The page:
PLYMOUTH, Minn. (AP) — A Minnesota woman who survived the Holocaust received her high school diploma more than seven decades after the Nazis robbed her of the privilege.
Esther Begam was 11 years old in 1942 when Germany invaded her native Poland and she was forced to work, first in a Jewish ghetto, then in a forced labor camp. Wayzata High School in the Minneapolis suburb of Plymouth presented Begam with a diploma this month, KARE-TV (http://kare11.tv/2qzPXWS ) reported. The 88-year-old grabbed her blue graduation cap and tossed it skyward as she was treated to a standing ovation.
"It feels good," she said, surrounded by her great-grandchildren.
Begam's father, a rabbi, was never seen after he left to serve as a chaplain with the Polish army. Her mother and younger brother were killed at the Auschwitz concentration camp. Her older sister, who was also forced into labor, didn't survive the ordeal.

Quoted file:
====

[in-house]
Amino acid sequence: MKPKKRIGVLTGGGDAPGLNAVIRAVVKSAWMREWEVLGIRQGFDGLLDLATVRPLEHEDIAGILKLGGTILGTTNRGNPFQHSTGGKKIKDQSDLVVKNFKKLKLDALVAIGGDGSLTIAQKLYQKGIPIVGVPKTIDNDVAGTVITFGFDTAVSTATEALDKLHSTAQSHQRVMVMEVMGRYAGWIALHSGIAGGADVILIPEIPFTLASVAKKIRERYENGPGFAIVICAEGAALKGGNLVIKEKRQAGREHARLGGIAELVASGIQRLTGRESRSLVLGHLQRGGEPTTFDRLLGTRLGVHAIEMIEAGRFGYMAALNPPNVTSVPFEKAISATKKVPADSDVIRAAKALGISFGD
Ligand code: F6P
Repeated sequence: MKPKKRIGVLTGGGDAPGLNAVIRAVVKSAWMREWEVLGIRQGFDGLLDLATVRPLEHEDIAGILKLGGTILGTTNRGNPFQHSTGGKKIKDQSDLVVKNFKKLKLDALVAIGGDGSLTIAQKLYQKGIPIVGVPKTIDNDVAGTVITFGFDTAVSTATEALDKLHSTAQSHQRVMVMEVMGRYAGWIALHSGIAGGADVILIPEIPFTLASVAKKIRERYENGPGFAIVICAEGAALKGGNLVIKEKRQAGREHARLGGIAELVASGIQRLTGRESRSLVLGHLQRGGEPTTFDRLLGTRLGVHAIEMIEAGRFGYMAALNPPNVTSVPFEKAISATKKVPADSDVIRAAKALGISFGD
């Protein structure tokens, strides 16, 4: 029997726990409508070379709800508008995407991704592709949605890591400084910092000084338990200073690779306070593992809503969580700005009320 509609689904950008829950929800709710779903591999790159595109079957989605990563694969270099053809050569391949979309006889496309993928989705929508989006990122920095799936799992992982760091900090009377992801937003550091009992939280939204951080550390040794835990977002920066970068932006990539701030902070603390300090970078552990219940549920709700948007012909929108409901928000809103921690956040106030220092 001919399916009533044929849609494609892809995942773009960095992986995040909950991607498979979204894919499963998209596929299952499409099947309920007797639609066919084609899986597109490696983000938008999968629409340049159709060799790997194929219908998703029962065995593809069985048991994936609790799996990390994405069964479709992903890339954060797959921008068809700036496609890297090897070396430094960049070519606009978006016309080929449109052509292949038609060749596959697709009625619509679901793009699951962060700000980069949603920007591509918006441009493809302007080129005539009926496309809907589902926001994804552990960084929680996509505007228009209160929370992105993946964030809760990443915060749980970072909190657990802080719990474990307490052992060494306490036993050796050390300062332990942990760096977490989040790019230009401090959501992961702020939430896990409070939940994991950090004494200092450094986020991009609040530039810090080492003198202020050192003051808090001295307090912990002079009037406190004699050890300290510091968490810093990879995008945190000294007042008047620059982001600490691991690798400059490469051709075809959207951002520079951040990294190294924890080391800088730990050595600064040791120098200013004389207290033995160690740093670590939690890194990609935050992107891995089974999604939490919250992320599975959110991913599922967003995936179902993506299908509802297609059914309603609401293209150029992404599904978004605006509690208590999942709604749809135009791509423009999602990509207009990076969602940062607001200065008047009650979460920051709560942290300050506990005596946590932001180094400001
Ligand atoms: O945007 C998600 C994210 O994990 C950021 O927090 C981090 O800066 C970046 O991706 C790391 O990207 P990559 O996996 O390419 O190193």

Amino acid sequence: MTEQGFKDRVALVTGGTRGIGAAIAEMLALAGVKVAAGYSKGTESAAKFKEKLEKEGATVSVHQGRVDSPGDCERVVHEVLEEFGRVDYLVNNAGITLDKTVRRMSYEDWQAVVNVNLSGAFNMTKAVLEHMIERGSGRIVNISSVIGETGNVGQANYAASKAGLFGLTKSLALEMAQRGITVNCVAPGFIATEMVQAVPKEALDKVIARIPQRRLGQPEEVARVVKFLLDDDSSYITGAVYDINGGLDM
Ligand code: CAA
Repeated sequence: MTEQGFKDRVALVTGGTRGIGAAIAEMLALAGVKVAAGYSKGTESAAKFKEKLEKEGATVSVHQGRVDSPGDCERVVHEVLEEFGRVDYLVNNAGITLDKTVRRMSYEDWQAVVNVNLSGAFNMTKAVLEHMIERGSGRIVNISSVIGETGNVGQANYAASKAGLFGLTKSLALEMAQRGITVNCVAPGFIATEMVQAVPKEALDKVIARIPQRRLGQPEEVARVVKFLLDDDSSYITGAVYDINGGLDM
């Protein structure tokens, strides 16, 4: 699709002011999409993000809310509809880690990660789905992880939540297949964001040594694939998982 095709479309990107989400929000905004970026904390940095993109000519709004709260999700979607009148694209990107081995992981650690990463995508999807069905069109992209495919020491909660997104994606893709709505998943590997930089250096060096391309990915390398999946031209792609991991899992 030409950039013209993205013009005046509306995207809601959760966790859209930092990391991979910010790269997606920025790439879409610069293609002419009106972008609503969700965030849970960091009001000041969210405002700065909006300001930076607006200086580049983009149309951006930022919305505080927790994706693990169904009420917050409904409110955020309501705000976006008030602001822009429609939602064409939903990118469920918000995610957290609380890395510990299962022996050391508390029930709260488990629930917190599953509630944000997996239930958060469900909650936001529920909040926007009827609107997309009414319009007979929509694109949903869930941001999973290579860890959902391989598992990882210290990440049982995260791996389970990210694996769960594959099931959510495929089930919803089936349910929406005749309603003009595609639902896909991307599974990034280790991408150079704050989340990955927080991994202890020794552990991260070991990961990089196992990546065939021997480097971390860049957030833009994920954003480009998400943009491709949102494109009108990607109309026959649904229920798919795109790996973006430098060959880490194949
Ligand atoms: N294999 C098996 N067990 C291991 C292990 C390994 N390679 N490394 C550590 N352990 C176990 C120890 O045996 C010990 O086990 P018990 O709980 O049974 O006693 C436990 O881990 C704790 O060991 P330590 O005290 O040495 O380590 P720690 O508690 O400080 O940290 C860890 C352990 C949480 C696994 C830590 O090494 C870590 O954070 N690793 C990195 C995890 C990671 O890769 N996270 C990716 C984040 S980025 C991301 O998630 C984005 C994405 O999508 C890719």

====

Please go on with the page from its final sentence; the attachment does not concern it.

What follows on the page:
"I had very educated families," Begam said. "My father knew seven, eight languages."
When World War II ended, she found herself alone. At age 17, she married another Holocaust survivor and moved to Minnesota.
Begam told her story at Wayzata High School seven years ago, and a student asked her to name her biggest regret.
"I expected her to say I wish we would have run, I wish we would have hidden, I wish we would have saved pictures — and she said the one thing I regret is not getting my high school diploma," said Candice Ledman, a teacher.
Ledman came up with the idea to give Begam a diploma, but the school administration originally turned her down.
"It definitely sat with me," Ledman said. "It's one of those things, you want to do something for her."
The opportunity presented itself again when a new principal, Scott Gengler, took over.
"I wasn't four sentences into explaining Esther's full story and he said, 'Absolutely, let's do it. We need to do this,'" Ledman said.
Ledman's class decorated a small auditorium, and a cake was prepared for after the ceremony. Most of Begam's children, grandchildren and great-grandchildren were present.
"It's 71 years overdue," Gengler said.